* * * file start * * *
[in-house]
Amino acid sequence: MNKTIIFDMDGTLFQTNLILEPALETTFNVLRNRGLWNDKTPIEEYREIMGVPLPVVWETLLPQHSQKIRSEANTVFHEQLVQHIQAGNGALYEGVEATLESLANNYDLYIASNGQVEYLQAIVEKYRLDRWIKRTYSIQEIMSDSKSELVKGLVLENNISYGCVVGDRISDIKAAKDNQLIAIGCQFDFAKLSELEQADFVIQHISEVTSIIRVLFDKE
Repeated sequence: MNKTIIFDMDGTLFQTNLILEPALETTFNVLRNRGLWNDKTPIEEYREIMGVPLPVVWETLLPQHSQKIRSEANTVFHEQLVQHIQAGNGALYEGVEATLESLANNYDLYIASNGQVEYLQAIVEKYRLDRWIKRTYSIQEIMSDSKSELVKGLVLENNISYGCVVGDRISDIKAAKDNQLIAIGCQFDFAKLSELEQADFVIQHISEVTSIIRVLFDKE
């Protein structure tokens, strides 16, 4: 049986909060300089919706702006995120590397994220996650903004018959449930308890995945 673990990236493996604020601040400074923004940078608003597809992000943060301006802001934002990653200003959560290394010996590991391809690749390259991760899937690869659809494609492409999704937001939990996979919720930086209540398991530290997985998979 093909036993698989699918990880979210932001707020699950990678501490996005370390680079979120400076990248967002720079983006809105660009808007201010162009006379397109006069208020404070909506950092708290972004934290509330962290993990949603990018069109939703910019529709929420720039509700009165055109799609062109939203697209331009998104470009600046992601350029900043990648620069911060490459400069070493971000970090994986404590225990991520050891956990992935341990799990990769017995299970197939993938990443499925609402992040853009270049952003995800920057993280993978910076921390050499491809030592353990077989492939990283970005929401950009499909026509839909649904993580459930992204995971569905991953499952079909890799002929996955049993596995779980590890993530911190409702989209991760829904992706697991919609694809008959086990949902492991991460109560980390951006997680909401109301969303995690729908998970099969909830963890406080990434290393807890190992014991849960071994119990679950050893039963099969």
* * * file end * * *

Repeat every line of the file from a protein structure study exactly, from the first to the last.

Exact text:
[in-house]
Amino acid sequence: MNKTIIFDMDGTLFQTNLILEPALETTFNVLRNRGLWNDKTPIEEYREIMGVPLPVVWETLLPQHSQKIRSEANTVFHEQLVQHIQAGNGALYEGVEATLESLANNYDLYIASNGQVEYLQAIVEKYRLDRWIKRTYSIQEIMSDSKSELVKGLVLENNISYGCVVGDRISDIKAAKDNQLIAIGCQFDFAKLSELEQADFVIQHISEVTSIIRVLFDKE
Repeated sequence: MNKTIIFDMDGTLFQTNLILEPALETTFNVLRNRGLWNDKTPIEEYREIMGVPLPVVWETLLPQHSQKIRSEANTVFHEQLVQHIQAGNGALYEGVEATLESLANNYDLYIASNGQVEYLQAIVEKYRLDRWIKRTYSIQEIMSDSKSELVKGLVLENNISYGCVVGDRISDIKAAKDNQLIAIGCQFDFAKLSELEQADFVIQHISEVTSIIRVLFDKE
């Protein structure tokens, strides 16, 4: 049986909060300089919706702006995120590397994220996650903004018959449930308890995945 673990990236493996604020601040400074923004940078608003597809992000943060301006802001934002990653200003959560290394010996590991391809690749390259991760899937690869659809494609492409999704937001939990996979919720930086209540398991530290997985998979 093909036993698989699918990880979210932001707020699950990678501490996005370390680079979120400076990248967002720079983006809105660009808007201010162009006379397109006069208020404070909506950092708290972004934290509330962290993990949603990018069109939703910019529709929420720039509700009165055109799609062109939203697209331009998104470009600046992601350029900043990648620069911060490459400069070493971000970090994986404590225990991520050891956990992935341990799990990769017995299970197939993938990443499925609402992040853009270049952003995800920057993280993978910076921390050499491809030592353990077989492939990283970005929401950009499909026509839909649904993580459930992204995971569905991953499952079909890799002929996955049993596995779980590890993530911190409702989209991760829904992706697991919609694809008959086990949902492991991460109560980390951006997680909401109301969303995690729908998970099969909830963890406080990434290393807890190992014991849960071994119990679950050893039963099969």